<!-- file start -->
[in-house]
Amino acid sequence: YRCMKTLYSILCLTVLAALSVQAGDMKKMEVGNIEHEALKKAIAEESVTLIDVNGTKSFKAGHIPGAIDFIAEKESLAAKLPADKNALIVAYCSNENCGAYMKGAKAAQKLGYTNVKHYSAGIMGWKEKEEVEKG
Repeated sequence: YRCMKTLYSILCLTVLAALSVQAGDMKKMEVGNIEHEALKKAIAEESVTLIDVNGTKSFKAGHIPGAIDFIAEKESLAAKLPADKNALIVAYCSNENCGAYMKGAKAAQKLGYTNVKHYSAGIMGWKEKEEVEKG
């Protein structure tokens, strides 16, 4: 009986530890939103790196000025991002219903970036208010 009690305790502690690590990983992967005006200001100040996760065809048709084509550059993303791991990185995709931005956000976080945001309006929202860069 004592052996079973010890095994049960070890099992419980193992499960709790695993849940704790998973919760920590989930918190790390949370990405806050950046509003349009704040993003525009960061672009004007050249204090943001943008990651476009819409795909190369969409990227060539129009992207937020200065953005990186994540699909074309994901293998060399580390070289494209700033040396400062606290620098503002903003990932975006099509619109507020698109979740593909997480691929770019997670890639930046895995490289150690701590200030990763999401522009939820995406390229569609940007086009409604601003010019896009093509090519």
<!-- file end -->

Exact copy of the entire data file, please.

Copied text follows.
[in-house]
Amino acid sequence: YRCMKTLYSILCLTVLAALSVQAGDMKKMEVGNIEHEALKKAIAEESVTLIDVNGTKSFKAGHIPGAIDFIAEKESLAAKLPADKNALIVAYCSNENCGAYMKGAKAAQKLGYTNVKHYSAGIMGWKEKEEVEKG
Repeated sequence: YRCMKTLYSILCLTVLAALSVQAGDMKKMEVGNIEHEALKKAIAEESVTLIDVNGTKSFKAGHIPGAIDFIAEKESLAAKLPADKNALIVAYCSNENCGAYMKGAKAAQKLGYTNVKHYSAGIMGWKEKEEVEKG
């Protein structure tokens, strides 16, 4: 009986530890939103790196000025991002219903970036208010 009690305790502690690590990983992967005006200001100040996760065809048709084509550059993303791991990185995709931005956000976080945001309006929202860069 004592052996079973010890095994049960070890099992419980193992499960709790695993849940704790998973919760920590989930918190790390949370990405806050950046509003349009704040993003525009960061672009004007050249204090943001943008990651476009819409795909190369969409990227060539129009992207937020200065953005990186994540699909074309994901293998060399580390070289494209700033040396400062606290620098503002903003990932975006099509619109507020698109979740593909997480691929770019997670890639930046895995490289150690701590200030990763999401522009939820995406390229569609940007086009409604601003010019896009093509090519």